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One Health in Nepal: Why Dogs Count!

By Laura Bernert, Cornell CALS ’23, Cornell DVM ‘27

Sunrise in Nepal
Sunrise over the Rapti River pre-census.

It was 5:30 am and I was already sweating when I stepped out of my wooden sleeping hut and into the steamy dawn at Nepal’s Chitwan National Park.  It was already 85°F but would reach 105°F before noon. I was up before the sun to complete my summer intern research project — a census of free-roaming domestic dogs in the park’s buffer zone.

I greeted my expert guide and driver, Harka, at the coffee station. He and I were both tired, but we had to beat the heat if we were to count any dogs. During our ride, we drove through rice paddies and mustard fields that characterize Nepal’s lowland Terai region, whizzing past bleating goats and colorful tin-roof houses. From the passenger seat, I directed him using my phone, equipped only with Google Earth and a Census App for record keeping.

As the clock struck 0600, we arrived at our first sampling block—a randomized section of road in which Harka and I would count dogs for today. Our plan was to use counts from ten of these blocks to estimate the number and density of dogs in the area. I let Harka know that we were ready, and on his nod we both took to counting.

A greater one-horned rhino in Chitwan
The greater Asian one-horned rhino – one of the usual suspects for Chitwan wildlife sightings.

This was a different sort of animal watching than most visitors to the national park take part in. Chitwan district is a magnet for ecotourists and is most known for its abundance of wild carnivore and megaherbivore species. From tigers and leopards to elephants and rhinos, Chitwan hosts a wealth of endangered and threatened wildlife. I came to Chitwan, however, with the intention of encountering an entirely different species — Canis familiaris, or the domestic dog.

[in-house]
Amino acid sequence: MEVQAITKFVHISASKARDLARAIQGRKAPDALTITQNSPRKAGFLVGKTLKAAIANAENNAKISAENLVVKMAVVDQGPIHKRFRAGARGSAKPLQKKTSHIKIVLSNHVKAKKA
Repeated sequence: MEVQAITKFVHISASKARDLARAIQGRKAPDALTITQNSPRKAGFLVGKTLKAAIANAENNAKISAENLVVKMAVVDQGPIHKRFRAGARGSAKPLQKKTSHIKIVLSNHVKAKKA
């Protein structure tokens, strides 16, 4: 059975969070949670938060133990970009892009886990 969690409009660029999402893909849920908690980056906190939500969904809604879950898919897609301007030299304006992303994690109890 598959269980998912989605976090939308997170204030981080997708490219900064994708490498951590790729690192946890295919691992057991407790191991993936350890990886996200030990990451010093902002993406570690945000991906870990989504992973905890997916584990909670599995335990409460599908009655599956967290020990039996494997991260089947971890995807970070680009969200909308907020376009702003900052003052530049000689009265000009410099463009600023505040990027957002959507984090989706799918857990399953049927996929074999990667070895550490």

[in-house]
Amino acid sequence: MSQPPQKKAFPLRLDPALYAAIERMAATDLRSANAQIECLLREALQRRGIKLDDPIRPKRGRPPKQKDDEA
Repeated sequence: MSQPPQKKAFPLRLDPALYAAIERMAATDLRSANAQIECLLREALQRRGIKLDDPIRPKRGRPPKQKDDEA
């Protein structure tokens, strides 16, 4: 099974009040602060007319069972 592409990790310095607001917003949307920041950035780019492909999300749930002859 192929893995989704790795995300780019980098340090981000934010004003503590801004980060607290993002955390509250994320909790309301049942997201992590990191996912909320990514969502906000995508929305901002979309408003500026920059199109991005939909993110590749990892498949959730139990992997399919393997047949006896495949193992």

Unlike my attempts to find more enigmatic species (such as the elusive Bengal tiger!), my efforts to find domestic dogs were quickly rewarded. Dogs were everywhere, roaming freely on the streets and searching for discarded food scraps while cunningly evading oncoming traffic. Harka took care to dodge them as we traversed rural roads, where small packs would occasionally jump out from fields of elephant grass. As we passed through some villages, dogs lay at the feet of people outside their homes, seeking refuge in the shade from the glow of the rapidly rising sun. Although some dogs had attached themselves to particular homes, others roamed more widely and mixed freely with other dogs, people and other animals.

When Harka and I arrived at our first sampling block, an unfamiliar dog came towards us, jumping for food and attention and spotting my clothes with his muddy paw prints! Although I knew better than to yield to the dog’s begging, it became clear to me why these animals are so popular with the local people. It also became clear how they can be pervasive sources of disease. I brushed off the excited dog and chuckled about it with Harka, sharing a mutual appreciation for man’s best friend that was ubiquitous across both of our languages and cultures.

Collage of free-roaming dogs in Chitwan
Free-roaming dogs in Chitwan district.